The long greybeard and wierdlike Spanish moss, that droops in huge masses from the rough brawny arms of these giants of the primeval forest, gives them a venerable and druidical appearance which is exceedingly picturesque. This moss, which takes root in the bark, grows on many of the trees in Florida, though I never saw any on the pine. But above all it seems to love the live oak, to whose strong arm it clings with devoted affection; depending in long flexile drapes that swing most gracefully in the breeze. The proper name of this plant is tillandsea; it is of a grey colour, and not unlike long rough beards of a gigantic size in appearance. It has a very small yellow blossom, and pod containing seed, and is very valuable when properly cured, being commonly applied to all those purposes for which curled hair is used, such as stuffing mattresses, sofas, and chairs. To prepare it for this purpose it is gathered from the trees with long hooks, and afterwards put into water for a few days to rot the outer part, and then dried. The substance obtained by this process is a fine black fibre resembling horse hair. A mattress stuffed with this substance may serve for a year if not wetted; it then becomes dirty, and requires that the moss should be taken out and well beaten; by which means it becomes more elastic than ever. I had a mattress filled with it thus prepared, when I was at Tampa Bay, and I thought it one of the most comfortable beds I ever slept on.

On arriving at Tampa Bay we found another company of our regiment stationed there, two companies being considered requisite for the protection of the inhabitants against any sudden outbreak of the Indians. These, to the amount of several hundred warriors, besides squaws and children, still occupy a large tract of Florida called the Everglades; where they live in the same state of rude savage life to which they were accustomed ere the first of the pale faces left a footprint on their sandy shores.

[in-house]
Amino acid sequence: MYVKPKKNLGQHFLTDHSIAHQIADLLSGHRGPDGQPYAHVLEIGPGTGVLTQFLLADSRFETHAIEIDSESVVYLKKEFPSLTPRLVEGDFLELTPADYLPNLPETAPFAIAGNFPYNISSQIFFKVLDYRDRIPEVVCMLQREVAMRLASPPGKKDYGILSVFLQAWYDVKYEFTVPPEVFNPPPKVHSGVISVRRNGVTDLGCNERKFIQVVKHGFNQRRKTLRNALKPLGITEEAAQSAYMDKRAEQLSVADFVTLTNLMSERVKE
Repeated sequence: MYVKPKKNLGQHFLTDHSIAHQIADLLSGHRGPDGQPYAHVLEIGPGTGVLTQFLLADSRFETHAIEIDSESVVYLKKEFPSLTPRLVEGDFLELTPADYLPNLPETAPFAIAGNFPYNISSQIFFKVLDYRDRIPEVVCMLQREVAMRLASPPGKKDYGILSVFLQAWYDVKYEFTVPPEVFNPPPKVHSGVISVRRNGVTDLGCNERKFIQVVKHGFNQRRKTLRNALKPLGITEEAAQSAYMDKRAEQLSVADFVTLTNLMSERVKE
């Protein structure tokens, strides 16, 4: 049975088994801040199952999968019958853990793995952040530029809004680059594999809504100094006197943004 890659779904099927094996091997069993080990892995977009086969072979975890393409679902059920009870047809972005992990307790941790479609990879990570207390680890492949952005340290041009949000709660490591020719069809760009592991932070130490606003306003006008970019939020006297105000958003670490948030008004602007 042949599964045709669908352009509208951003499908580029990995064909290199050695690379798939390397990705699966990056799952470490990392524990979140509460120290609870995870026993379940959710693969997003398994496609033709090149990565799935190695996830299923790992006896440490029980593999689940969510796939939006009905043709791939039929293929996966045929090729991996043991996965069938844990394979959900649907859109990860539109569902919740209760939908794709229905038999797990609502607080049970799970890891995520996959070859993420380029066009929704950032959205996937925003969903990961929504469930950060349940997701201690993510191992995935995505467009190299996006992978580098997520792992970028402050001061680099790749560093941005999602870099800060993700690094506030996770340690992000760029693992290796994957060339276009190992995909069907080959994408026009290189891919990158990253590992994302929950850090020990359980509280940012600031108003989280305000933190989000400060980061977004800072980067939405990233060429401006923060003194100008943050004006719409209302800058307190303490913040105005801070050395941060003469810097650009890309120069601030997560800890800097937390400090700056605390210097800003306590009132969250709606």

They have game in abundance, herds of deer roam through the plains and glades, and crop their luxuriant herbage; numerous flocks of wild turkeys roost in the hummocks at night, and feed in the openings and pine barrens by day; and in the creeks and bays of the sea coast, or in the large fresh water lakes of the interior, incredible quantities of delicious fish are easily caught. Round their villages, in the selection of a site for which they display excellent taste and judgment, they usually cultivate a small portion of the soil in raising maize, or edible roots; and the little labour which this requires is performed by the women and children.

In this delicious climate, where there is perpetual verdure, and where the existence of cold or winter is scarcely known or felt, the mode of living of these savages seems not so very disagreeable, and with their ideas of comfort they must find Florida a complete Indian paradise. It is not much to be wondered at, therefore, to find them so reluctant to leave for a new home among the tribes of the Indian Territory. Sooner than submit to this, about fifteen years ago they waged an unequal war with the United States; which lasted several years, and cost America nearly as much, it is said, as the late war in Mexico. At the present time there are not in Florida more than a fourth, it is supposed, of the number who were there at the commencement of the war; as a great many of them at various times accepted the terms offered by the government of the United States, and were transported to a tract of land called the Indian Territory, lying between Arkansas and the Rocky Mountains. Those who refused to leave, and who were finally permitted to remain in a portion of Florida defined by certain boundaries, have been variously estimated at from three to five hundred warriors. But as they have almost no intercourse with the inhabitants, white men not being suffered to approach their villages, it is very difficult to form anything like a correct estimate of their numbers. The government agent, stationed at Fort Charlotte, a small settlement near their boundary line, for the purpose of trading with them, and who has been desired by the government to endeavour without exciting their suspicions to ascertain their numbers, reckons them at five hundred, exclusive of women and children.